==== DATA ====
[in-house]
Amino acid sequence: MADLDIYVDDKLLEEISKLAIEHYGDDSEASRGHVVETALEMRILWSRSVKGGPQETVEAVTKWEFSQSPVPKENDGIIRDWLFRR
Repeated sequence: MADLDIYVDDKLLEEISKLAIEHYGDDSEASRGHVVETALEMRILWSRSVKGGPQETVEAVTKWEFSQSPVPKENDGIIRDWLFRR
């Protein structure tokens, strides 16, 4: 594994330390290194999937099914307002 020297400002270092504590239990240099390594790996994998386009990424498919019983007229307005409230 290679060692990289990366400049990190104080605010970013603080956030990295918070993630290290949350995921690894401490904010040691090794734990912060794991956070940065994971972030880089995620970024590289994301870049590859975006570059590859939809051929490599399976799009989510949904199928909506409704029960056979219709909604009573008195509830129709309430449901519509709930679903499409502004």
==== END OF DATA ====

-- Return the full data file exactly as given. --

[in-house]
Amino acid sequence: MADLDIYVDDKLLEEISKLAIEHYGDDSEASRGHVVETALEMRILWSRSVKGGPQETVEAVTKWEFSQSPVPKENDGIIRDWLFRR
Repeated sequence: MADLDIYVDDKLLEEISKLAIEHYGDDSEASRGHVVETALEMRILWSRSVKGGPQETVEAVTKWEFSQSPVPKENDGIIRDWLFRR
């Protein structure tokens, strides 16, 4: 594994330390290194999937099914307002 020297400002270092504590239990240099390594790996994998386009990424498919019983007229307005409230 290679060692990289990366400049990190104080605010970013603080956030990295918070993630290290949350995921690894401490904010040691090794734990912060794991956070940065994971972030880089995620970024590289994301870049590859975006570059590859939809051929490599399976799009989510949904199928909506409704029960056979219709909604009573008195509830129709309430449901519509709930679903499409502004």